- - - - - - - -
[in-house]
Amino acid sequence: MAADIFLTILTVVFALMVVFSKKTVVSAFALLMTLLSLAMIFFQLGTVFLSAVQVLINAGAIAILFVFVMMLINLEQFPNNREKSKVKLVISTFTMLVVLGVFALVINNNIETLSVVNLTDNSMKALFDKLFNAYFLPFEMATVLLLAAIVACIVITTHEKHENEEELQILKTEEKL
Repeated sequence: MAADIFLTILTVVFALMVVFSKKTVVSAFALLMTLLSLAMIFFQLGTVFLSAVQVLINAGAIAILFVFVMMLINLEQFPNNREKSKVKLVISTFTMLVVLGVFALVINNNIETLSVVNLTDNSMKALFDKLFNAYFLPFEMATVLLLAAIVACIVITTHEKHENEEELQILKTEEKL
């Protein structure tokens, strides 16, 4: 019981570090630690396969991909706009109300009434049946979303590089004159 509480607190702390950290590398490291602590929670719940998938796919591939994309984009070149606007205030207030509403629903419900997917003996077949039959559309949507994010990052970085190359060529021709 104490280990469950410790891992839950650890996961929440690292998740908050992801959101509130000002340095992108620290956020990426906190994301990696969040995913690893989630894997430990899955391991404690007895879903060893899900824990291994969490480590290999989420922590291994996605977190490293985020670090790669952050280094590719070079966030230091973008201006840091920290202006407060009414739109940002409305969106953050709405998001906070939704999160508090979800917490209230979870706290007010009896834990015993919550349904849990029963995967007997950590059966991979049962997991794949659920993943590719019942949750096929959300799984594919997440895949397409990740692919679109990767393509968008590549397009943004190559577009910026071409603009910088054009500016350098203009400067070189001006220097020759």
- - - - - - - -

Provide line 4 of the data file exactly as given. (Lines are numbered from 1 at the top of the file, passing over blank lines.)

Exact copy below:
């Protein structure tokens, strides 16, 4: 019981570090630690396969991909706009109300009434049946979303590089004159 509480607190702390950290590398490291602590929670719940998938796919591939994309984009070149606007205030207030509403629903419900997917003996077949039959559309949507994010990052970085190359060529021709 104490280990469950410790891992839950650890996961929440690292998740908050992801959101509130000002340095992108620290956020990426906190994301990696969040995913690893989630894997430990899955391991404690007895879903060893899900824990291994969490480590290999989420922590291994996605977190490293985020670090790669952050280094590719070079966030230091973008201006840091920290202006407060009414739109940002409305969106953050709405998001906070939704999160508090979800917490209230979870706290007010009896834990015993919550349904849990029963995967007997950590059966991979049962997991794949659920993943590719019942949750096929959300799984594919997440895949397409990740692919679109990767393509968008590549397009943004190559577009910026071409603009910088054009500016350098203009400067070189001006220097020759």